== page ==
## Arc Length and Sectors

Students are often confused by the fact that the arcs of a circle are capable of being measured in more than one way. The best way to avoid that confusion is to remember that arcs possess two properties. They have length as a portion of the circumference, but they also have a measurable curvature, based upon the corresponding central angle.

Arc length

As mentioned earlier in this section, an arc can be measured either in degrees or in unit length. In Figure 1, l is a connected portion of the circumference of the circle. Figure 1 Determining arc length.

The portion is determined by the size of its corresponding central angle. A proportion will be created that compares a portion of the circle to the whole circle first in degree measure and then in unit length.

With the use of this proportion, l can now be found. In Figure 1, the measure of the central angle = 120°, circumference = 2π r, and r = 6 inches. Reduce 120°/360° to ⅓. Example 1: In Figure 2, l = 8π inches. The radius of the circle is 16 inches. Find m ∠ AOB.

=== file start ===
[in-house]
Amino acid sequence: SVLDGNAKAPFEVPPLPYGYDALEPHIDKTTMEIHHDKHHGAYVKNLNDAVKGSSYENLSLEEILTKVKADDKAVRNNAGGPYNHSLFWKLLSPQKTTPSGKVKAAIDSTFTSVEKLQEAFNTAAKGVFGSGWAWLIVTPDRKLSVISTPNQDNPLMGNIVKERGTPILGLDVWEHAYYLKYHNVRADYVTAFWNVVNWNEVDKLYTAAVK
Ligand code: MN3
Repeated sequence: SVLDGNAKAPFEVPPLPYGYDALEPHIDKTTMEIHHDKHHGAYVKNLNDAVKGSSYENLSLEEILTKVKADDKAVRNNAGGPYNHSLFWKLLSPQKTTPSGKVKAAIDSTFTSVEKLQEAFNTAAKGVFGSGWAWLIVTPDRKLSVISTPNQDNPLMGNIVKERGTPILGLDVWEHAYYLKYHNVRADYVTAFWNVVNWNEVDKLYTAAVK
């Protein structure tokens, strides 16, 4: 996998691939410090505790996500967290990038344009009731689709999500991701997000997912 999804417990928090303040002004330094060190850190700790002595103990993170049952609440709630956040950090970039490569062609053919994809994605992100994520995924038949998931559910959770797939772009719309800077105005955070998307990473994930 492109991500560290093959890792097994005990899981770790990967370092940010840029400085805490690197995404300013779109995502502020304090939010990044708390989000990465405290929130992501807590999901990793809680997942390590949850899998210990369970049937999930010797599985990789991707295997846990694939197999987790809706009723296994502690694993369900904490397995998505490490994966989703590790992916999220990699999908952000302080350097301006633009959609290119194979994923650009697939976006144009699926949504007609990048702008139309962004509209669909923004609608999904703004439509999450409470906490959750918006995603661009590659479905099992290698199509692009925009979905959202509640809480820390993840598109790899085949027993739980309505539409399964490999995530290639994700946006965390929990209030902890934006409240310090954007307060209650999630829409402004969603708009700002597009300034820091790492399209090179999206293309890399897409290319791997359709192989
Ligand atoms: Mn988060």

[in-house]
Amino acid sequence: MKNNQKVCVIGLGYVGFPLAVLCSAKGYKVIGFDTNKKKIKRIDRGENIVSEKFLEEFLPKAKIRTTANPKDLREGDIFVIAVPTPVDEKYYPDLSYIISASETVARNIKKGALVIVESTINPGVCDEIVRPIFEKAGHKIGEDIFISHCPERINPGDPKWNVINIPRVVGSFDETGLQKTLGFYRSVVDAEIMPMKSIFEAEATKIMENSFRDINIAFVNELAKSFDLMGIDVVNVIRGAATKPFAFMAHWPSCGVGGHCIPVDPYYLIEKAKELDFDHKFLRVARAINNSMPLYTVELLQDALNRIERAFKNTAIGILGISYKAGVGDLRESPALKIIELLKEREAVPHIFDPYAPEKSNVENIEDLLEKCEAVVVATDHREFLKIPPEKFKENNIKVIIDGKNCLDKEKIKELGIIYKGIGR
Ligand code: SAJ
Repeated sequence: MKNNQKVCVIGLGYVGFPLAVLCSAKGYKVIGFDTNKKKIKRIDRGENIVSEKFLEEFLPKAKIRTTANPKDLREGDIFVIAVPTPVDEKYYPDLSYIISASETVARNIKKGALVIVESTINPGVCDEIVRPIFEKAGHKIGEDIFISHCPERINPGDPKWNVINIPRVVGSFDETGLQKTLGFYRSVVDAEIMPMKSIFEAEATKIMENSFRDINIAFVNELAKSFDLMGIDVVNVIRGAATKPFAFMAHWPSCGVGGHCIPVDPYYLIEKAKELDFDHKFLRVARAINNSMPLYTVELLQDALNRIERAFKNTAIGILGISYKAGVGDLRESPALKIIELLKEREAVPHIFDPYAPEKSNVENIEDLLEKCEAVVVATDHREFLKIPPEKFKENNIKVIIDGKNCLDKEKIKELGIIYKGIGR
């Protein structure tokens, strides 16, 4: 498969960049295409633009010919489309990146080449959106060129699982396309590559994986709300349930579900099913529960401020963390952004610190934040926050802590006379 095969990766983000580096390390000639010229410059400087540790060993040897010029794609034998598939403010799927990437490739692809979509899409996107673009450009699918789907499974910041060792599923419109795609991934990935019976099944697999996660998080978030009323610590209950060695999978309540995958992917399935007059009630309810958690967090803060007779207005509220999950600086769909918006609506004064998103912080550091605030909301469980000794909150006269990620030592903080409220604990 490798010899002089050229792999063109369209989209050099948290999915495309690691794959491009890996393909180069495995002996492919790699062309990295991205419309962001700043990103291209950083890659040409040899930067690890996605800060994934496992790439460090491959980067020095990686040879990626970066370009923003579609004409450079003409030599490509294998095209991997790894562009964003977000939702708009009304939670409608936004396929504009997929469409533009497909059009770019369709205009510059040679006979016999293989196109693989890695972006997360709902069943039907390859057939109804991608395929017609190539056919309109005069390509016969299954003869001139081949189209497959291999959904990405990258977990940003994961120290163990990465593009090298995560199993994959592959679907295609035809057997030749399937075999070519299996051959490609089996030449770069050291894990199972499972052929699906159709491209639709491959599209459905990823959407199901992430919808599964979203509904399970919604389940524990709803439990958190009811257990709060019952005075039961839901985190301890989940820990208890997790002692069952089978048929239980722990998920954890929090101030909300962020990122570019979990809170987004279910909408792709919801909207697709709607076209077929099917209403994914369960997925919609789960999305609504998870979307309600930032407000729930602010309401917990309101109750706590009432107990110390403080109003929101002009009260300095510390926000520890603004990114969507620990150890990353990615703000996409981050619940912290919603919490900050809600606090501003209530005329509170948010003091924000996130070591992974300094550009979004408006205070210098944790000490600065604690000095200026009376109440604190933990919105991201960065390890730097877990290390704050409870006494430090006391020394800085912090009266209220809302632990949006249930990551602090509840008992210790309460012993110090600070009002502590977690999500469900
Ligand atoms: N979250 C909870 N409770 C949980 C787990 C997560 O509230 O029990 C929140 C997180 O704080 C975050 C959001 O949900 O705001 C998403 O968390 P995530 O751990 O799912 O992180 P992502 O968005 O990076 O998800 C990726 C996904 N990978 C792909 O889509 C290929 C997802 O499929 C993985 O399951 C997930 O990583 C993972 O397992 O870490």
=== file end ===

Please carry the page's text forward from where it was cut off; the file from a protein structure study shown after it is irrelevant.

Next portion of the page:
Reduce 8π/32π to ¼. Figure 2 Using the arc length and the radius to find the measure of the associated central angle. So, m ∠ AOB = 90°

sector of a circle is a region bounded by two radii and an arc of the circle.

In Figure 3, OACB is a sector. is the arc of sector OACB. OADB is also a sector. is the arc of sector OADB. The area of a sector is a portion of the entire area of the circle. This can be expressed as a proportion. Figure 3 A sector of a circle.

Example 2: In Figure 4, find the area of sector OACB. Figure 4 Finding the area of a sector of a circle.

Example 3: In Figure 5, find the area of sector RQTS. Figure 5 Finding the area of a sector of a circle.

The radius of this circle is 36 ft, so the area of the circle is π(36)2 or 1296π ft2. Therefore, Reduce 120360 to ⅓.